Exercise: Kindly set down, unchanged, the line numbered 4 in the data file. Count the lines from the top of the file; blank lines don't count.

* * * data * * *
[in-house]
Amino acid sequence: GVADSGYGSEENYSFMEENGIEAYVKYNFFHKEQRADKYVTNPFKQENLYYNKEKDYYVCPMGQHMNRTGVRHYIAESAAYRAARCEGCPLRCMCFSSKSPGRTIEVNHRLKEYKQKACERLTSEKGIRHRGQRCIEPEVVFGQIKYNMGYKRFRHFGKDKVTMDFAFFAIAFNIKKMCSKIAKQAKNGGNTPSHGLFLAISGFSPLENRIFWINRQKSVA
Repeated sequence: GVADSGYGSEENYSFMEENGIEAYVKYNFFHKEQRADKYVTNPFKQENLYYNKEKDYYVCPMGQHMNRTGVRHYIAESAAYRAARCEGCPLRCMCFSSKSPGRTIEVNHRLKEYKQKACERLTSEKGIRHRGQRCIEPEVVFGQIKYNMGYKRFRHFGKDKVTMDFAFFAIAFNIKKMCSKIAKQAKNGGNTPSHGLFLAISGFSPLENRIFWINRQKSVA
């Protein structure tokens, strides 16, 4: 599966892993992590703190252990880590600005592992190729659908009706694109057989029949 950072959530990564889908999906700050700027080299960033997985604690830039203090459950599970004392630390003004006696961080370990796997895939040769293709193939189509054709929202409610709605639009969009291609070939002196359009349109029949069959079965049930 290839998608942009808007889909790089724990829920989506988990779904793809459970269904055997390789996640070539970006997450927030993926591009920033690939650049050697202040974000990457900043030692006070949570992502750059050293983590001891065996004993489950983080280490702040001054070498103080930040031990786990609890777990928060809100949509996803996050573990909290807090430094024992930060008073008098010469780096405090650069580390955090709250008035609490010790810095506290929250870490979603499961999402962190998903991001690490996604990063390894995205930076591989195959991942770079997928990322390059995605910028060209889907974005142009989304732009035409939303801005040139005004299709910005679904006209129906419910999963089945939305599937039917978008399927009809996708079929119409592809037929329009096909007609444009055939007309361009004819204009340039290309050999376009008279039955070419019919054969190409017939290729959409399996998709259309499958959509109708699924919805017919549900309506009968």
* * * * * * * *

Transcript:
């Protein structure tokens, strides 16, 4: 599966892993992590703190252990880590600005592992190729659908009706694109057989029949 950072959530990564889908999906700050700027080299960033997985604690830039203090459950599970004392630390003004006696961080370990796997895939040769293709193939189509054709929202409610709605639009969009291609070939002196359009349109029949069959079965049930 290839998608942009808007889909790089724990829920989506988990779904793809459970269904055997390789996640070539970006997450927030993926591009920033690939650049050697202040974000990457900043030692006070949570992502750059050293983590001891065996004993489950983080280490702040001054070498103080930040031990786990609890777990928060809100949509996803996050573990909290807090430094024992930060008073008098010469780096405090650069580390955090709250008035609490010790810095506290929250870490979603499961999402962190998903991001690490996604990063390894995205930076591989195959991942770079997928990322390059995605910028060209889907974005142009989304732009035409939303801005040139005004299709910005679904006209129906419910999963089945939305599937039917978008399927009809996708079929119409592809037929329009096909007609444009055939007309361009004819204009340039290309050999376009008279039955070419019919054969190409017939290729959409399996998709259309499958959509109708699924919805017919549900309506009968």